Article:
People v. Hao Lin


AT2 order dated November 26, 2014, reversing judgment of conviction for DWI. Decision below: 46 Misc. 3d 20, 998 NYS2d 558. Abdus-Salaam, J., granted leave to People July 2, 2015.
ISSUE PRESENTED: Crawford v. Washington: Whether a police officer who observed the administration of a breathalyzer test by another officer, and who was also qualified to administer it, and who testified at trial because the testing officer was unavailable, satisfied the standards for qualifying as a substitute witness under Bullcoming v. New Mexico, 131 S.Ct. 2705. (Assigned counsel: Seymour James, Jr., Legal Aid Society Criminal Appeals Bureau, 199 Water Street, NYC 10038.)

Issue Before the Court: Whether a police officer who observed—but did not administer—a Breathalyzer test could testify in lieu of the administering officer at trial consistent with the Confrontation Clause.


Held: Yes. The Court found that because the testifying officer was recounting his own observations and conclusions, which he was able to advance because of his own experience with administering breath tests, Hao Lin’s right to confrontation was not violated.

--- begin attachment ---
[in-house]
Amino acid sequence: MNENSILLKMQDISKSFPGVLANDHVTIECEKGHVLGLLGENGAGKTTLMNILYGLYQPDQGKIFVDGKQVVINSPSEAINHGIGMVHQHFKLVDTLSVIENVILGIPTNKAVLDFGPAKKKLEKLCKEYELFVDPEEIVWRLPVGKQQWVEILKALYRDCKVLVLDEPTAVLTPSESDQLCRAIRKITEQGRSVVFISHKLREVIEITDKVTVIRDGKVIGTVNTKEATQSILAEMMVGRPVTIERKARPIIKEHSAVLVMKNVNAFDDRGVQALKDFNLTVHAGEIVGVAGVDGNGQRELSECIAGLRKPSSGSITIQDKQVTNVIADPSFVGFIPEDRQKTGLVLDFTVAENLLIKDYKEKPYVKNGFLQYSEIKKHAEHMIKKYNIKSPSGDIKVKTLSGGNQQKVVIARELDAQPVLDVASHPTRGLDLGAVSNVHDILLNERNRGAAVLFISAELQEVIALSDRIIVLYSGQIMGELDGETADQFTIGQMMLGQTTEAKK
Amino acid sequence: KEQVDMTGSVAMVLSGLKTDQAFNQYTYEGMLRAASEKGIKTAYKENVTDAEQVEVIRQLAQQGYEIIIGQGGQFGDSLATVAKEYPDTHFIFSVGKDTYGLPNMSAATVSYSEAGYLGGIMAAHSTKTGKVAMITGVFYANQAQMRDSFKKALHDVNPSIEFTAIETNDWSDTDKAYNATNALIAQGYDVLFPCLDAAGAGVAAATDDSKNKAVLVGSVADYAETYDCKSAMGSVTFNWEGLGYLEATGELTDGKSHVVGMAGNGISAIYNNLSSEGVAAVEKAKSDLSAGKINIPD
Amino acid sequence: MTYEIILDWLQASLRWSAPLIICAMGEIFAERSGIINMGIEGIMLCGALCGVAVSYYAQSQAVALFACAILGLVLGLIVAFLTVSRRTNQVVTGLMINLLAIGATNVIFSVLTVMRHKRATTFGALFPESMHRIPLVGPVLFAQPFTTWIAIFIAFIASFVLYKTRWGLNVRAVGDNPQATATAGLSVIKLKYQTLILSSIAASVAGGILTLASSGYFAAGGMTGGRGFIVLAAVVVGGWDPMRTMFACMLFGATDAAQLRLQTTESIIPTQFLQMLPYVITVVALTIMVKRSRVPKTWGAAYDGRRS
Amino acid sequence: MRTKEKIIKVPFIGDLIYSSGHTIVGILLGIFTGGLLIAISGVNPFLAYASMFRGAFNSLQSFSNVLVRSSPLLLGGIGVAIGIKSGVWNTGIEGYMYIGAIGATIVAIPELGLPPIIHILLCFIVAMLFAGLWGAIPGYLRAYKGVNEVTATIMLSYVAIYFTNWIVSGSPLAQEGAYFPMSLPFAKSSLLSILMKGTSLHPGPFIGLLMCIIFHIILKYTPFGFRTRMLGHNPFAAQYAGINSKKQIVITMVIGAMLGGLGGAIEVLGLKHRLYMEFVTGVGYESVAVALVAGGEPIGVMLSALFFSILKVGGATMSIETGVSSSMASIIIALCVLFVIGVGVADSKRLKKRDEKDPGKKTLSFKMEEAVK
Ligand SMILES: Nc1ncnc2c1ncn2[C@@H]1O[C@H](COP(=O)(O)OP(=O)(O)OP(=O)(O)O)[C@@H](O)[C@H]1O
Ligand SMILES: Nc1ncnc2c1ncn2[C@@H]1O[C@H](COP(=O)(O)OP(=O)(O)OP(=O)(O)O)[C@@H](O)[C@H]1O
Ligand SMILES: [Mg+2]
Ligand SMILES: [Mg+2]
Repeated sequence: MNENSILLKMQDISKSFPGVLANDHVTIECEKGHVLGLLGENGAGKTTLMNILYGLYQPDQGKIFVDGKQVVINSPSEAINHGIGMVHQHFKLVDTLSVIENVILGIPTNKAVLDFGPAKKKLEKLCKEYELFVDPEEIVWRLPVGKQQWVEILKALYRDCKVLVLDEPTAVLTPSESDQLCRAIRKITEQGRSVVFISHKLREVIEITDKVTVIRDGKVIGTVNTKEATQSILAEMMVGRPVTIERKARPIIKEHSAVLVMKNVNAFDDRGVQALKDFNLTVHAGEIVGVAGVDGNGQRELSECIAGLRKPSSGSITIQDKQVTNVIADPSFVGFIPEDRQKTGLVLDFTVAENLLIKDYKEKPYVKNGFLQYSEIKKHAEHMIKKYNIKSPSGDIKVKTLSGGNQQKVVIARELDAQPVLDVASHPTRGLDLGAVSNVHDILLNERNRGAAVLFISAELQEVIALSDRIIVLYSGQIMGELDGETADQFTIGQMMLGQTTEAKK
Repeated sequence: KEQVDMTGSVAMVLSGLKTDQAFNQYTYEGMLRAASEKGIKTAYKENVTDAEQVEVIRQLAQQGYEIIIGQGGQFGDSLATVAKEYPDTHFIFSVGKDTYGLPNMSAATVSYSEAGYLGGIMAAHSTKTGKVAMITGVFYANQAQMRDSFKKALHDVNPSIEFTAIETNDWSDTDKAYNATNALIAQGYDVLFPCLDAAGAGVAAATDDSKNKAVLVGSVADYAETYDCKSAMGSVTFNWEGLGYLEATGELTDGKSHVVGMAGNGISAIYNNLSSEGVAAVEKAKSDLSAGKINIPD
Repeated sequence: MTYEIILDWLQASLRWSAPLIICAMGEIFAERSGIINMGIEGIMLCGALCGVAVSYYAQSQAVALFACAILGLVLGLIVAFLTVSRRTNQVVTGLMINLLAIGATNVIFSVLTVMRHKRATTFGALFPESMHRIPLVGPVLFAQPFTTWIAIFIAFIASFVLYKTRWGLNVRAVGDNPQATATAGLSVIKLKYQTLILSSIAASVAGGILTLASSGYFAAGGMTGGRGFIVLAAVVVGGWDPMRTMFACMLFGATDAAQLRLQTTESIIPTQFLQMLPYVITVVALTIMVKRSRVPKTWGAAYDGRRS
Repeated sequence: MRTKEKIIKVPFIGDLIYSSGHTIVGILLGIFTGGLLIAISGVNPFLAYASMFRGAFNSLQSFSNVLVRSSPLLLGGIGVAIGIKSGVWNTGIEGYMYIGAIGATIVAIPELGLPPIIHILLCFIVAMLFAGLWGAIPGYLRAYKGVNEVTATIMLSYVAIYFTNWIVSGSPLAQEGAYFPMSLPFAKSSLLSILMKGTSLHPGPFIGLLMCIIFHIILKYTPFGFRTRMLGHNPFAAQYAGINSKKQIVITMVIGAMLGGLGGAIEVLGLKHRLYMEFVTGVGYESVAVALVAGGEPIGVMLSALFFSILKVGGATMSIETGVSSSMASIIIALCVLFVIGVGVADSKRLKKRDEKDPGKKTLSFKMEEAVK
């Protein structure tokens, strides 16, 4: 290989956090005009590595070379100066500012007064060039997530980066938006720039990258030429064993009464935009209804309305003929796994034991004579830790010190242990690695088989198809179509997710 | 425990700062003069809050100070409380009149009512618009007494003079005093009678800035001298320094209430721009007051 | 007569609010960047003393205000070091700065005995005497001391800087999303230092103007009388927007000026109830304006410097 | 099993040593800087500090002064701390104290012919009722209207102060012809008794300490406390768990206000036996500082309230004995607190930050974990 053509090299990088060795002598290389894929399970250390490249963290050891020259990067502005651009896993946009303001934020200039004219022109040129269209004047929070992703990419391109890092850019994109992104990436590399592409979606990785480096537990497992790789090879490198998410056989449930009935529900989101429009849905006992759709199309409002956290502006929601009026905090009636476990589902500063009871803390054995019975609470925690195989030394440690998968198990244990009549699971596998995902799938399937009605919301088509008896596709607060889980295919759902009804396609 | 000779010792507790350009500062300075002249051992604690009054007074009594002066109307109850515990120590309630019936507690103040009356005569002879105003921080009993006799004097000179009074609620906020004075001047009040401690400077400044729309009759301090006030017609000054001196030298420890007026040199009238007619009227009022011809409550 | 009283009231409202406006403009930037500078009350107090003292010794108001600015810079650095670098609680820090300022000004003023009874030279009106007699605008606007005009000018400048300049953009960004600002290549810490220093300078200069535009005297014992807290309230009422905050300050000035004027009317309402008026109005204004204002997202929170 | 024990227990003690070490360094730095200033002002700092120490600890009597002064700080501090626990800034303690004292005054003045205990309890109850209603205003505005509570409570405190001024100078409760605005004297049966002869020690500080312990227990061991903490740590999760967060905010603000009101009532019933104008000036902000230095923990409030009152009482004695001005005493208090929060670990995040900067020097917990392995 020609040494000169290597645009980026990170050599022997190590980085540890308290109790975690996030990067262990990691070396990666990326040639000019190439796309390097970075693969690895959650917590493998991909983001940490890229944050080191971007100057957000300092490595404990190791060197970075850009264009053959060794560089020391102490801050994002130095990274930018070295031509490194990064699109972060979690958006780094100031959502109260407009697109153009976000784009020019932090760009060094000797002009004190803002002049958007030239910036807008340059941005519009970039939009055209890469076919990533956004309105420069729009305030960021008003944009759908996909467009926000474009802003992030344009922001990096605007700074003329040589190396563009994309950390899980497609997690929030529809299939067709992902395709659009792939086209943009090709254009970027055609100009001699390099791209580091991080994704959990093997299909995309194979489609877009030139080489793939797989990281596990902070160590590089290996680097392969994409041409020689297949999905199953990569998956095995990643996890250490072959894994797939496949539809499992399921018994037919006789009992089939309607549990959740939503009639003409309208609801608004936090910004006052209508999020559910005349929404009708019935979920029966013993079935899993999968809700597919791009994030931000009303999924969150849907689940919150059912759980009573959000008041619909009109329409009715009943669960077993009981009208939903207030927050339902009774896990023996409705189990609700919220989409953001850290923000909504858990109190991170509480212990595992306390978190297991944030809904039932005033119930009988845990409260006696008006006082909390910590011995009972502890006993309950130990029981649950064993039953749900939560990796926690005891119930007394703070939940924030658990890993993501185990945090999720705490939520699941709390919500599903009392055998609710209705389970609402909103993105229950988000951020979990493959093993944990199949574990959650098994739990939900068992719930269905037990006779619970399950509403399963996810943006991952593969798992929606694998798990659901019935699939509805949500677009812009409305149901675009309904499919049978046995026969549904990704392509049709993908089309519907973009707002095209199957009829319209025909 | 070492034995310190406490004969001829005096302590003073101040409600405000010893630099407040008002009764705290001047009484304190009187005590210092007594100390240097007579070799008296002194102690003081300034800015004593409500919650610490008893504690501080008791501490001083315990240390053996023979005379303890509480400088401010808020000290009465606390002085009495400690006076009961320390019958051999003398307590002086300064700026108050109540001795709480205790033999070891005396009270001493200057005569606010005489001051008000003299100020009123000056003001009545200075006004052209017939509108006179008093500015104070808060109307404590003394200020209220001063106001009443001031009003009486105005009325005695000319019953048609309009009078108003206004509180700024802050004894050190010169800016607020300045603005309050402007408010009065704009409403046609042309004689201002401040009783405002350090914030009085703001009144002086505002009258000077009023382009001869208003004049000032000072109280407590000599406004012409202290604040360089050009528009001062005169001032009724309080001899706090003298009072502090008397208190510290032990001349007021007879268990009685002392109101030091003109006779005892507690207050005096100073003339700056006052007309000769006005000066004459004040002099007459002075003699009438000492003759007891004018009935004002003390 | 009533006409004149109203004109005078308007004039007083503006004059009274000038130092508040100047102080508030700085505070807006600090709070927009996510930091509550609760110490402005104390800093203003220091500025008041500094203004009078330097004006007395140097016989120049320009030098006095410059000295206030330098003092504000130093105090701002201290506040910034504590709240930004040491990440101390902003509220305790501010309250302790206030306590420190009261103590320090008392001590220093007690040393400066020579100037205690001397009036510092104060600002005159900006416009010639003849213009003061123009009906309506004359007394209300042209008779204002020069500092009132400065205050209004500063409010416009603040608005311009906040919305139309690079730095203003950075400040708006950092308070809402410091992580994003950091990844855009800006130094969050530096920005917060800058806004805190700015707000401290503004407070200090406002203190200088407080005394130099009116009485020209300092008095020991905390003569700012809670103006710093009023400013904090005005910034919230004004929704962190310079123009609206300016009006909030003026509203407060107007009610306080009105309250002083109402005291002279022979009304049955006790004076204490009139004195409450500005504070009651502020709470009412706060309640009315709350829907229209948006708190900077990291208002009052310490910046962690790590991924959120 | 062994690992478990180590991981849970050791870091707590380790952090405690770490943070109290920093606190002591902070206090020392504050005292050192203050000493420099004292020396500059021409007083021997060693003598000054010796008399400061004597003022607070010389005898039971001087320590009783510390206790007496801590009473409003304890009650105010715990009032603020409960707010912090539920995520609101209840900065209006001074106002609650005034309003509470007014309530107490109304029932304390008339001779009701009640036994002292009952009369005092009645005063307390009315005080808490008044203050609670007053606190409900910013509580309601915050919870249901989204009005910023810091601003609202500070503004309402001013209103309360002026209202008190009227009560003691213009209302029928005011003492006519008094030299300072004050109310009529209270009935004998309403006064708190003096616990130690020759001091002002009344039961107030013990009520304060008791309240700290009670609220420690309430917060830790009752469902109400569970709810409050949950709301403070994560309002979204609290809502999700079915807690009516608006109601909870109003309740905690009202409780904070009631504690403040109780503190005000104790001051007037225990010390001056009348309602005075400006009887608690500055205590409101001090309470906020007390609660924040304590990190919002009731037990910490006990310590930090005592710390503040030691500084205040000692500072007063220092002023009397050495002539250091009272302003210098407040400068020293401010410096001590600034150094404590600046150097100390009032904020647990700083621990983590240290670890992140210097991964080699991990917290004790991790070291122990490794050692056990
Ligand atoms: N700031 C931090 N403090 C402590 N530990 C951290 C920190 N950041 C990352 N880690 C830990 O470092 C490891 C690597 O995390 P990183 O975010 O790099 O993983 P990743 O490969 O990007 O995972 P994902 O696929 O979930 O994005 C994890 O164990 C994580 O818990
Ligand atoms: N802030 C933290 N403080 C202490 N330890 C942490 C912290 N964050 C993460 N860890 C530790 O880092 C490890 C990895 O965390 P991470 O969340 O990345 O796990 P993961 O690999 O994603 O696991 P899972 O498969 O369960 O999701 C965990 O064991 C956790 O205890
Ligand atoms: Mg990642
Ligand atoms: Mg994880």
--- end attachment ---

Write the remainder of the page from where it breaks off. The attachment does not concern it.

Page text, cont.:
CAL Observes: In this first application of People v. John, the Court is continuing to flesh out the contours of the Confrontation Clause as it applies to forensic testing. The apparent rule is to allow testimony from the non-primary analyst where that eventual witness was physically present to supervise or observe the testing procedure, and had some familiarity with that protocol. Here, that meant that the non-administering officer who had been present for the Breathalyzer examination, which he witnessed occur, could testify. The Court did not appear overly troubled by the officer not having personally observed or performed verification of the simulator solution, a step in the testing process, dismissing any concerns by citing to the officer’s testimony about what this step looked like in the normal course.